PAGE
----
Quepos is a likeable town with a strange mix of the old (it has managed to retain some Tico culture in the face of a massive tourism boom) and the new (there is an uber modern marina which caters for the big sport fishing scene and the odd gin palace). We stayed in a great little hotel in town and on our first night had the best meal we’ve had in Costa Rica. We found a highly recommended place online but saw we had to be picked up from somewhere in town and taken to the restaurant because it was so hard to find. We stood on a darkened street corner (pretty sure people thought we were buying drugs) for a while and eventually a lady called Marjorie came to get us. We were taken back to her home, sat on her verandah with tea lights in the trees and great music playing and were cooked the most incredible meal of fish (Mahi Mahi) with ginger, passion fruit and pineapple. And just when we thought things couldn’t get any better Marjorie rolled out her chocolate volcano dessert. For two self confessed chocaholics this was about as good as it gets! An amazing experience at La Boheme Cafe with a lovely hostess.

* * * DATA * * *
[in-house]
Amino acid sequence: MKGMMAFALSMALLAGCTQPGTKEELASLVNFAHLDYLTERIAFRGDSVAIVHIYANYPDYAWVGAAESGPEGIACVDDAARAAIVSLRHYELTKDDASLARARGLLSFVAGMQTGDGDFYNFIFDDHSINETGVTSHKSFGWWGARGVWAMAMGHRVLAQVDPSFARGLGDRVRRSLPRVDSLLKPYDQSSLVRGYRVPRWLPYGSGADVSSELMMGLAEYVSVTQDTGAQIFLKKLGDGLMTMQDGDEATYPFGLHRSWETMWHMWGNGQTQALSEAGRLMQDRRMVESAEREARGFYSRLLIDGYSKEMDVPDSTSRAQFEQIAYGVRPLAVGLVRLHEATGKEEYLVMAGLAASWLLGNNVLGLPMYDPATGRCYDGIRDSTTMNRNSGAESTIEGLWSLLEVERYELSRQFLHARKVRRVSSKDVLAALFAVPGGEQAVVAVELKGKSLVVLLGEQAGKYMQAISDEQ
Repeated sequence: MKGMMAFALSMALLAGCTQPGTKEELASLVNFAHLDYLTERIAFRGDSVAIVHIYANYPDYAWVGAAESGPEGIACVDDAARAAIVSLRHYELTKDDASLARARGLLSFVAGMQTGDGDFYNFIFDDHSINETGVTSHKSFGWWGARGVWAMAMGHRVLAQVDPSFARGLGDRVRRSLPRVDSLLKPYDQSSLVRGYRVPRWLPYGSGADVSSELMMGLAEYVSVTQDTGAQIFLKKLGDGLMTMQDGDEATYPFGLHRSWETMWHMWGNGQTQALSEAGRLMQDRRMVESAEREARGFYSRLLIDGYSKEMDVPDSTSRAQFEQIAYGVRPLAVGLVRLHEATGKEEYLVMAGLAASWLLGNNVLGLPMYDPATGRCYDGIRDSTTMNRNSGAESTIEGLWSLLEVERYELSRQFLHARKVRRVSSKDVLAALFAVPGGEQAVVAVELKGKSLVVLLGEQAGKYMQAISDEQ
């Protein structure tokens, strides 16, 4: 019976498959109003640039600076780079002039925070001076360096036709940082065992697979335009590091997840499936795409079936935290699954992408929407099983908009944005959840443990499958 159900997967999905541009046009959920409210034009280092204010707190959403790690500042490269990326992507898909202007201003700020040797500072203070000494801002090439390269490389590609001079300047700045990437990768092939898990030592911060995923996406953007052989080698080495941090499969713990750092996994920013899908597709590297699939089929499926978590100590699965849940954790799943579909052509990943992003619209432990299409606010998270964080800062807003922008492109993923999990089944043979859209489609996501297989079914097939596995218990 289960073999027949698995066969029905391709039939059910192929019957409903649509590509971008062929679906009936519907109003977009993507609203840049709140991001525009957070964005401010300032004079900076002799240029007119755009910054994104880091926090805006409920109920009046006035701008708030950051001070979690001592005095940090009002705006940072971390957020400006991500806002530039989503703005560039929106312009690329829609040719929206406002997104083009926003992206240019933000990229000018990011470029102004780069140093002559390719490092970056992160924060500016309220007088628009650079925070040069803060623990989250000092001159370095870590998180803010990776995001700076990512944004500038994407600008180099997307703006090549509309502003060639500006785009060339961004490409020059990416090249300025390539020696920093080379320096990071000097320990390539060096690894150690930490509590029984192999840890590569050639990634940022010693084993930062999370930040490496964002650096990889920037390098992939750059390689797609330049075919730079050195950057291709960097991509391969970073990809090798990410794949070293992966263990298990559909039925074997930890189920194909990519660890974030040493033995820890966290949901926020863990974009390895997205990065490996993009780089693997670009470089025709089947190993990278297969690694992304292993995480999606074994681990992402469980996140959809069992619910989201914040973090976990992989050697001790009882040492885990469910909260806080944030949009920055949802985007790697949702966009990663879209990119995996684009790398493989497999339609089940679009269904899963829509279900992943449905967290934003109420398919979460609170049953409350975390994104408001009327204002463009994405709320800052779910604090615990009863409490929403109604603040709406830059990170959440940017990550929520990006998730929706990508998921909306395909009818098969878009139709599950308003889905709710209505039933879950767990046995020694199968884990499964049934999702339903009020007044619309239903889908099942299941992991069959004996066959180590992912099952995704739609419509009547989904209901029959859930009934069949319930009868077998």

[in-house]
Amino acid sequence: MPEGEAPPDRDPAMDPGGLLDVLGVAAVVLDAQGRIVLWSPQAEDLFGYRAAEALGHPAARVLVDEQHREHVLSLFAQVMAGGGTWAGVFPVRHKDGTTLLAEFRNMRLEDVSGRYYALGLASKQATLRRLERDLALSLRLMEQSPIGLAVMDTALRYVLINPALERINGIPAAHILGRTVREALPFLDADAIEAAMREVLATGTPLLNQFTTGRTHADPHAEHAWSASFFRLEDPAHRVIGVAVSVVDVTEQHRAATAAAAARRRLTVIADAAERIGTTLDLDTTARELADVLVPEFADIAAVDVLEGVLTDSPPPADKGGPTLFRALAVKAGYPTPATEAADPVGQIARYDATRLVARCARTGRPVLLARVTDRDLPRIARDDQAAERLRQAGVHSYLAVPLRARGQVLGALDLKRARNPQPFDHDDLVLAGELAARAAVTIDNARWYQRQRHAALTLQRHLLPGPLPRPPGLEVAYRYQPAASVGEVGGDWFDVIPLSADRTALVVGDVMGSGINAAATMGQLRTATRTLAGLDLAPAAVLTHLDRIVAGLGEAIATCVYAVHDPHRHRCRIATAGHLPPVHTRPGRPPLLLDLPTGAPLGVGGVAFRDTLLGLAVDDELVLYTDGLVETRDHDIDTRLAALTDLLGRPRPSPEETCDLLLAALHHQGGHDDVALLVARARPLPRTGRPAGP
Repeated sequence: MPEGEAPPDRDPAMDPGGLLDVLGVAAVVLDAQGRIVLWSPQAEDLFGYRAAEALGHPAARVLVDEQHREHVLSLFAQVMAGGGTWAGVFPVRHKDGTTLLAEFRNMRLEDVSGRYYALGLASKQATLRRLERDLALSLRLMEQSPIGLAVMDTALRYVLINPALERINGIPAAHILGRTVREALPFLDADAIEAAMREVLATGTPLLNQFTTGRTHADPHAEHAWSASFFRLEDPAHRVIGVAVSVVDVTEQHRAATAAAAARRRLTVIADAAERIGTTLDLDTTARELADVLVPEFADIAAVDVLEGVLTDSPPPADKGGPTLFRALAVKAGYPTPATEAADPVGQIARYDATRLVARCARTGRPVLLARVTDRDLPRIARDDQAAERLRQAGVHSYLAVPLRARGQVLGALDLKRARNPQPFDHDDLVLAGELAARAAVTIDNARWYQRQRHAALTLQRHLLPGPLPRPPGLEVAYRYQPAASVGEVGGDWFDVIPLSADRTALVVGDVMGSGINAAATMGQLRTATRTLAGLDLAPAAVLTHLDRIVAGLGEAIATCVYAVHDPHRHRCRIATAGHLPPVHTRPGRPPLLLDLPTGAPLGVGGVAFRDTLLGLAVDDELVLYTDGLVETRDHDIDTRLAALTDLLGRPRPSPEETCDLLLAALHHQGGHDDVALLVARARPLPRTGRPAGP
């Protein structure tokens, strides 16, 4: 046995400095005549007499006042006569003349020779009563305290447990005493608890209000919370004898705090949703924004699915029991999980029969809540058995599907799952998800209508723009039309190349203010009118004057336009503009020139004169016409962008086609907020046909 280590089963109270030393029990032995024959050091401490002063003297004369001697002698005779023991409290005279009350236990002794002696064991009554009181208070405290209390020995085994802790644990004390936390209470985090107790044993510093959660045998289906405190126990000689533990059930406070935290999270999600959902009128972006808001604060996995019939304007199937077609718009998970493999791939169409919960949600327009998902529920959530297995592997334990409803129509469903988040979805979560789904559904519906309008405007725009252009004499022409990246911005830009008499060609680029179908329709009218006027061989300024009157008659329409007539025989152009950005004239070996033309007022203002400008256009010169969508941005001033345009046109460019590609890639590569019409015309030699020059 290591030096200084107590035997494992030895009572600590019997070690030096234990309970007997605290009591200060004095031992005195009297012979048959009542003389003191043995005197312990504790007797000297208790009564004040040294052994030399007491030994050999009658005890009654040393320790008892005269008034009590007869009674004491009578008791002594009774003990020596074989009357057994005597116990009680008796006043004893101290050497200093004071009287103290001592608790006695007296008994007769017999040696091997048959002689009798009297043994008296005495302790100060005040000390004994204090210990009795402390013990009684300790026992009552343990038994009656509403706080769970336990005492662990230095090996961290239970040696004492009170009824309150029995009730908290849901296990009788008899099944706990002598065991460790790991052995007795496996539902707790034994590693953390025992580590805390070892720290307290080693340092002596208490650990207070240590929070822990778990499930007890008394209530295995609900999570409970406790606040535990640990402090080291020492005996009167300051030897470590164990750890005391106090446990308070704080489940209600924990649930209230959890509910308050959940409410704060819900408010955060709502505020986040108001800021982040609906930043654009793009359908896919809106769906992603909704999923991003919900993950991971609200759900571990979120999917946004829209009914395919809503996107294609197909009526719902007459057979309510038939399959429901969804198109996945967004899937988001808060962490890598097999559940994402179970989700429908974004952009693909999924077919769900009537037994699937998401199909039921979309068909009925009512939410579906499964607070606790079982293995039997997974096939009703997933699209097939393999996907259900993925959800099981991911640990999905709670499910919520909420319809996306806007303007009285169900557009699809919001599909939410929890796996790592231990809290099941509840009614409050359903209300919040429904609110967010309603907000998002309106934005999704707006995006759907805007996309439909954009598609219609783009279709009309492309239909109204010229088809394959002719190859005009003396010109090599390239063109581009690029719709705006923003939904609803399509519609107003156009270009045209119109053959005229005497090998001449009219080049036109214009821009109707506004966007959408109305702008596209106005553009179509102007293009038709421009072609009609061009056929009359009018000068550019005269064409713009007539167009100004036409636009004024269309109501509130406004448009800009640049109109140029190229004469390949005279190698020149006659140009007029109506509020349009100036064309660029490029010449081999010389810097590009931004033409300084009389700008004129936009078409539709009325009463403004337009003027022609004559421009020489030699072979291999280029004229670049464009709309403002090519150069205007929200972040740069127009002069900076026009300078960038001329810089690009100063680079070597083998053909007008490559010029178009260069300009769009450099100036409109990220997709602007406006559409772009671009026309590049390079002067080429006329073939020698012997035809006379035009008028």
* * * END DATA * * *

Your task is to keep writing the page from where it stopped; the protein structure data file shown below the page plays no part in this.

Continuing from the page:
The next day involved a trip to the National Park. Manuel Antonio is one of the smaller parks in Costa Rica but this has the advantage of the wildlife being in far greater concentration. We were greeted in the park by spider monkeys, raccoons, kites, capuchin monkeys, land crabs, the list goes on. The beaches in the park were incredible and the water bath temperature as we are now becoming accustomed to! Jess and I spent a morning in the park and then went to the local public beach for a surf. We had great fun on small beach break waves as the sun set behind us. Amazing.

The following day saw us take a catamaran trip from Quepos to the waters surrounding the National Park. Our guide, upon seeing a few young (ish) people in our group mistakenly thought we wanted a booze cruise to the sounds of drum and bass. Thankfully when he realised we were ‘mature naturists’ he toned down the party chat and stopped trying to ply us with rum at 10am! We were then lucky enough to see dolphins and did some amazing snorkelling among more fish than we could name let alone count. The boat cruised back to Quepos as the sun set and despite our guide ending the trip with the thong song we really enjoyed ourselves!